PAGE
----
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FAQ: I have a newly diagnosed disability, what do I do next?

Published onMay 06, 2024
FAQ: I have a newly diagnosed disability, what do I do next?
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You're viewing an older Release (#1) of this Pub.

  • This Release (#1) was created on May 04, 2023 ()
  • The latest Release (#2) was created on May 06, 2024 ().

When you have a newly diagnosed disability, you want to investigate your options for participating in the workforce. (Please note that this toolkit focuses on employment issues; your healthcare team can guide you on the advisability of employment.)

Investigate Your Rights

There are both international treaties and national laws addressing disability rights. The United Nations (UN) sponsors the Convention on the Rights of Persons with Disabilities, which was adopted in 2006; as of May 2022, 186 nations have signed the agreement. The UN also maintains the list “Disability Laws and Acts by Country/Area,” which you can use to launch your research. In the United States, for example, the Americans with Disabilities Act (ADA) is the key federal law; but other legislation, such as the Rehabilitation Act, also addresses employment rights. The US Equal Employment Opportunity Commission (EEOC) provides several useful guides to an individual’s rights and an employer’s responsibilities on the EEOC website.

Consider Reasonable Accommodations

The ADA National Network defines reasonable accommodation as “any change to the application or hiring process, to the job, to the way the job is done, or the work environment that allows a person with a disability who is qualified for the job to perform the essential functions of that job and enjoy equal employment opportunities. Accommodations are considered ‘reasonable’ if they do not create an undue hardship or a direct threat.”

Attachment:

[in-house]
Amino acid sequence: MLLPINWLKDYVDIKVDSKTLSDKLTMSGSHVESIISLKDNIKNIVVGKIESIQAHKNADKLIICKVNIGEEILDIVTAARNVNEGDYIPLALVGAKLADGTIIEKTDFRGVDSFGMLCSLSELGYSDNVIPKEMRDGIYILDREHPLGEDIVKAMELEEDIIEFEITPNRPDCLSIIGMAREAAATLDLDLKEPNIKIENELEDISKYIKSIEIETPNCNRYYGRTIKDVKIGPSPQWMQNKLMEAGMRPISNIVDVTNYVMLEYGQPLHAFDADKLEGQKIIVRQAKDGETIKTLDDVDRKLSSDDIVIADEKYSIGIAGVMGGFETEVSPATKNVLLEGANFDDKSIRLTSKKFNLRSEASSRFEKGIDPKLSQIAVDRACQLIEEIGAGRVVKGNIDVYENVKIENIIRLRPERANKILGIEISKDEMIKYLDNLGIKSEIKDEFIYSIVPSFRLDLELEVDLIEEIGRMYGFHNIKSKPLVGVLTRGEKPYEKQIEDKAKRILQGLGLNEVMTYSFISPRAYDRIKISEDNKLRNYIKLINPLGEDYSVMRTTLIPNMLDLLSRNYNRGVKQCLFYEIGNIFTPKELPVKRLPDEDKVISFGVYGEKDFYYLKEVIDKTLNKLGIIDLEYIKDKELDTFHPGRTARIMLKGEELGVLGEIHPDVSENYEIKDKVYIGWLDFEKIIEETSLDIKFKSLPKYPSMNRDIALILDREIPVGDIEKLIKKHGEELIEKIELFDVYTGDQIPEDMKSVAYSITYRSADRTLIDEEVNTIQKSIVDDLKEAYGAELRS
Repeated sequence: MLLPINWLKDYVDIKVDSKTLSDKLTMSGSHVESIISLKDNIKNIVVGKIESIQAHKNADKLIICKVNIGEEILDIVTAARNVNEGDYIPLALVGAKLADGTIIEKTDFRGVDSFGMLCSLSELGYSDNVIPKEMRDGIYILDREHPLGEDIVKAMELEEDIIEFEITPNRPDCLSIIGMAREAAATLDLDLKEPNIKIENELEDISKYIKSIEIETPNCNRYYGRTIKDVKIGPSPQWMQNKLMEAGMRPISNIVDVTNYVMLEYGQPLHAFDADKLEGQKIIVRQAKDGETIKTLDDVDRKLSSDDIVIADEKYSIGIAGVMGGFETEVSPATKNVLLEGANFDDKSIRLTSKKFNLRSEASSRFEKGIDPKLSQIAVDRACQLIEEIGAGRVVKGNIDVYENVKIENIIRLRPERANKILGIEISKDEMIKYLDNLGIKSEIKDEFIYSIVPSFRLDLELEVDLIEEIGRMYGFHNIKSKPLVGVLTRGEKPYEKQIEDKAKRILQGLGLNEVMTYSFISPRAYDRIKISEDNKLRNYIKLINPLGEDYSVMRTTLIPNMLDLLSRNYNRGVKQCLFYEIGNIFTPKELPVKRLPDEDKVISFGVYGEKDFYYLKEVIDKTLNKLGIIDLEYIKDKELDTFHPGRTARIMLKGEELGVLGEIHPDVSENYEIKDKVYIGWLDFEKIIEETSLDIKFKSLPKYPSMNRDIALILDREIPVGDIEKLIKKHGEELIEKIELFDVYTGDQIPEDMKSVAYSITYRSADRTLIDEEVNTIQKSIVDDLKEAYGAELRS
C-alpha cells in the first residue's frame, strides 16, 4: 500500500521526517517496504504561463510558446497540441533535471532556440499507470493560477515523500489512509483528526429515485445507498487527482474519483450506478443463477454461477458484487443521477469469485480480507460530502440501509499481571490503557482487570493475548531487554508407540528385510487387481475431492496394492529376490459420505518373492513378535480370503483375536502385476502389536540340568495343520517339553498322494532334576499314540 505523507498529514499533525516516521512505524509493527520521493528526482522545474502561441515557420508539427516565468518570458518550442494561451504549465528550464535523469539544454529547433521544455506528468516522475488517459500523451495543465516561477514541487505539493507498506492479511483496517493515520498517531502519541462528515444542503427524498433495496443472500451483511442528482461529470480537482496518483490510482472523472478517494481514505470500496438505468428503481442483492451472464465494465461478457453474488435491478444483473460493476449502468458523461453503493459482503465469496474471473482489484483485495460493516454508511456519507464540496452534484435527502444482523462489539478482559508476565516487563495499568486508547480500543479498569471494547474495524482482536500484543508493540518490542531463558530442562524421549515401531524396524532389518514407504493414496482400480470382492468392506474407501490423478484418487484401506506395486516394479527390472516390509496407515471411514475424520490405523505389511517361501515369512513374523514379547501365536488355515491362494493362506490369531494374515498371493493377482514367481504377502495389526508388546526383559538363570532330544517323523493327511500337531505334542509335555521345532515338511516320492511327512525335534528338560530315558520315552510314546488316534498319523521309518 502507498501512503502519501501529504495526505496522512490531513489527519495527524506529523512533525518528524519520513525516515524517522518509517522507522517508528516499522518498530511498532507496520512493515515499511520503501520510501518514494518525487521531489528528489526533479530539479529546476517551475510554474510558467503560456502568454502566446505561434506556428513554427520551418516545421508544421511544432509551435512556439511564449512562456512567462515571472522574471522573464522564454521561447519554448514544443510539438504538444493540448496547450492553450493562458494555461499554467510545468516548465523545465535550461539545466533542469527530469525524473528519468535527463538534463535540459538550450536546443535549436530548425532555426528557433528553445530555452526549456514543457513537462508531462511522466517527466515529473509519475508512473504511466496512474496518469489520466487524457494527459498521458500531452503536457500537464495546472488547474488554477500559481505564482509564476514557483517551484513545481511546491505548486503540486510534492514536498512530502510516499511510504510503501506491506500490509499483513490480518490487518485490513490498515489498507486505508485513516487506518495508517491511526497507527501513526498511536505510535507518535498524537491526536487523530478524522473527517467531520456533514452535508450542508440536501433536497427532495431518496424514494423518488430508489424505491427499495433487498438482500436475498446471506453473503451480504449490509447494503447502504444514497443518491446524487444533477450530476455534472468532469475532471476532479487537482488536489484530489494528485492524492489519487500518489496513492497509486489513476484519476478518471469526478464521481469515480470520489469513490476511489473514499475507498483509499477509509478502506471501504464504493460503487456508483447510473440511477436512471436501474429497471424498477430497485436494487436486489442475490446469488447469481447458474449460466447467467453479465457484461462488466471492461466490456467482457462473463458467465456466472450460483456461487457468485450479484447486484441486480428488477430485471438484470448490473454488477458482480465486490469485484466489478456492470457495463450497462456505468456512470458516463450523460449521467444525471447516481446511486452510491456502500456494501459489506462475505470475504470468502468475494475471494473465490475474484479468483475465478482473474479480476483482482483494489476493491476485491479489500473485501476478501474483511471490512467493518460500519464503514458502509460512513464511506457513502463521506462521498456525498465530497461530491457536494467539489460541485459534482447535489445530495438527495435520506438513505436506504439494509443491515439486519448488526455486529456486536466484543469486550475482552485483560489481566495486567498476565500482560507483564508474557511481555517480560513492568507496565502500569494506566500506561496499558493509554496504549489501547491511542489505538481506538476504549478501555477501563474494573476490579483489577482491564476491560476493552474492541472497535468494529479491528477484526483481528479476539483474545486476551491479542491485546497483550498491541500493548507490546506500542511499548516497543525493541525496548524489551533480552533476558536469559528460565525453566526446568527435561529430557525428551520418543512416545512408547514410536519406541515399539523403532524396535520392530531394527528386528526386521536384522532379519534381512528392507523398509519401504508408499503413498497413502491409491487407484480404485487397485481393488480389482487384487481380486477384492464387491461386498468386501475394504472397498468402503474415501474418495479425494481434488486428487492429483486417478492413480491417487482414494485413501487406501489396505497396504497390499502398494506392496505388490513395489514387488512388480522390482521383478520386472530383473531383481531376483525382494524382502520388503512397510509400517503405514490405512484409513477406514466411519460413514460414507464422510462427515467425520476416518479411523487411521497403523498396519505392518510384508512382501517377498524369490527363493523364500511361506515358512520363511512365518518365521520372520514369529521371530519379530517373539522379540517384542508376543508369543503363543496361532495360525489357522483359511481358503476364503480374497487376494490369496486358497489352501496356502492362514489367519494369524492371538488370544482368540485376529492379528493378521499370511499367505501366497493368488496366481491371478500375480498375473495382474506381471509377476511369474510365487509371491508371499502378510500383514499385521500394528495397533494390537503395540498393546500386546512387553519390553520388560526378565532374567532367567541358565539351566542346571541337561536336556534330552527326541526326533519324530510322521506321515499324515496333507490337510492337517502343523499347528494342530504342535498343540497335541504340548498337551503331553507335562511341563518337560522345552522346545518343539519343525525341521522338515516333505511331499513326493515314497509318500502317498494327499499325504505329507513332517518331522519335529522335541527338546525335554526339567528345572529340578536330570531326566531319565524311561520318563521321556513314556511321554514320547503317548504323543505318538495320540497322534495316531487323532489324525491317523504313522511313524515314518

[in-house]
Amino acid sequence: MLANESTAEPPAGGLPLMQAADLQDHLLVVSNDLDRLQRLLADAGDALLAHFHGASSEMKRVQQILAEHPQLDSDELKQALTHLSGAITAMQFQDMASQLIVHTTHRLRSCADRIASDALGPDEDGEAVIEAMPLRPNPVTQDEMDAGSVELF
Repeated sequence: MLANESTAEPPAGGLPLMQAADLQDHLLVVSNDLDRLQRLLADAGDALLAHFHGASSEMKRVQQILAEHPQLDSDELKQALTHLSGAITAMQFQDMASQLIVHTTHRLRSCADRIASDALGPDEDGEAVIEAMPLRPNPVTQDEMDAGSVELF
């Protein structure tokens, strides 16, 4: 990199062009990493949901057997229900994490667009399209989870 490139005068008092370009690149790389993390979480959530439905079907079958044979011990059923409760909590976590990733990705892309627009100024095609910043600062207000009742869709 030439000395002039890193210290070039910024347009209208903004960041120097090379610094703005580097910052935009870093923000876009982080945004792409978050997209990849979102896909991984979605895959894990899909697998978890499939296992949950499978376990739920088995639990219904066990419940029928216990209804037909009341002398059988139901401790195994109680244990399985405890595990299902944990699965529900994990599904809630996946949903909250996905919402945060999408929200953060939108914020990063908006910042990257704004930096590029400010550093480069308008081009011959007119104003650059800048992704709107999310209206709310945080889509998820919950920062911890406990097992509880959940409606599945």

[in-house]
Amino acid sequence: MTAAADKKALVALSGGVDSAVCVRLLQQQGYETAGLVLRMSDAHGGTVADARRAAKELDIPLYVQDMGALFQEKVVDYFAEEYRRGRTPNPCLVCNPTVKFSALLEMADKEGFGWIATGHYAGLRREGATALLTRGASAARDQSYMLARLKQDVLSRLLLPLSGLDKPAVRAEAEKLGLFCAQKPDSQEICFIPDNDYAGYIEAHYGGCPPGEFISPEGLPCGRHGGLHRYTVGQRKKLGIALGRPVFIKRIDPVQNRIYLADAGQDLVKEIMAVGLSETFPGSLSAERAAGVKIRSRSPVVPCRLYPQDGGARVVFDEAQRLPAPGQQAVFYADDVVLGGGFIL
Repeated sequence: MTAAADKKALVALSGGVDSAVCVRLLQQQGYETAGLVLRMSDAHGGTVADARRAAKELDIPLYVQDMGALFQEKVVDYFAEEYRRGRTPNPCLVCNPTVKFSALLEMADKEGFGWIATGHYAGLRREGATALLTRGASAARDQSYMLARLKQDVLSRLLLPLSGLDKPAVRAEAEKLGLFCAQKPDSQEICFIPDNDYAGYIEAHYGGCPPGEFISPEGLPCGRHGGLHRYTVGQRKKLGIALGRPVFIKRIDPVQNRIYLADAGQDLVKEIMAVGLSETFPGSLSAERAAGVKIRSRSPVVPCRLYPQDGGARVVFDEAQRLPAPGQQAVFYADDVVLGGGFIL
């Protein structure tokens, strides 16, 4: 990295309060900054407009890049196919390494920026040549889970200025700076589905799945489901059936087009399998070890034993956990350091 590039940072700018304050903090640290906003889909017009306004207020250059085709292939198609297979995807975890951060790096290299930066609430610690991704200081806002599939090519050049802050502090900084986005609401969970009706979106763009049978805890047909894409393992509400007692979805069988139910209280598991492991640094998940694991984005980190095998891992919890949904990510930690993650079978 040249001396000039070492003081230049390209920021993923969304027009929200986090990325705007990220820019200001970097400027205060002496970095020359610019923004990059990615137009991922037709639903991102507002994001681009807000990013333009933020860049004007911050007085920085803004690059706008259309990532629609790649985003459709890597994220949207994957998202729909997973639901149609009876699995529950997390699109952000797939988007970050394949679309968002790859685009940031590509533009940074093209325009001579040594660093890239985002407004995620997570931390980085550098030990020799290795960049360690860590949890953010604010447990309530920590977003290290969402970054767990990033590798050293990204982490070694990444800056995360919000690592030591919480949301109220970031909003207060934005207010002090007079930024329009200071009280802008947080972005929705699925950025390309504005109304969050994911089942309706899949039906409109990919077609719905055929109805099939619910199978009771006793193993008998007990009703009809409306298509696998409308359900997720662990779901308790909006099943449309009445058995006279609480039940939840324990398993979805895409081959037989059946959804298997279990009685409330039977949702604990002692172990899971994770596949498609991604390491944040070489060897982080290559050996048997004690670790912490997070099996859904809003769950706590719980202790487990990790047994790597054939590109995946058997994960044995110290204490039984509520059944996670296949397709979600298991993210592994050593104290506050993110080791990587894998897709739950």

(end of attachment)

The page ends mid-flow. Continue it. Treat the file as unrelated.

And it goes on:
Take a close look at each of the tasks required by your current (or prospective) position. Which tasks are essential to the position? Which can you perform without accommodation? Which could you perform with reasonable accommodations? The guide created by the Job Accommodation Network and the guide created by Equip for Equality can help you to answer these questions.

If you determine that reasonable accommodations are appropriate, you should familiarize yourself with your current or prospective employer’s policies regarding reasonable accommodation and the process for submitting a request.

Build Your Network

By connecting with other persons with disabilities and other professionals in your field, you can learn from their experiences, receive guidance and encouragement, and explore employment options. The Autistic Self Advocacy Network, for example, features information resources on its website and welcomes participation in local affiliate groups around the world. The Coalition for Diversity and Inclusion in Scholarly Communications (C4DISC), which sponsors this toolkit, offers resources and networking opportunities for individuals in this profession.

Scenario 

Lauren is a marketing manager at a university press in the United States. When they are diagnosed with a disability, they decide that they want to remain in the workforce. First, they learn about federal legislation establishing their rights as a disabled employee. Next, Lauren evaluates their current position to determine which job-related tasks the disability may impact and how reasonable accommodations might enable them to perform these tasks. The university at which Lauren works has an office of equal opportunity and compliance, so they visit the website to learn about the policies and processes regarding reasonable accommodation. 

Lauren connects with others who share their disability and with others in their profession. This extended network provides Lauren with vital support and encouragement; it also opens the door to new employment opportunities. 

Resources


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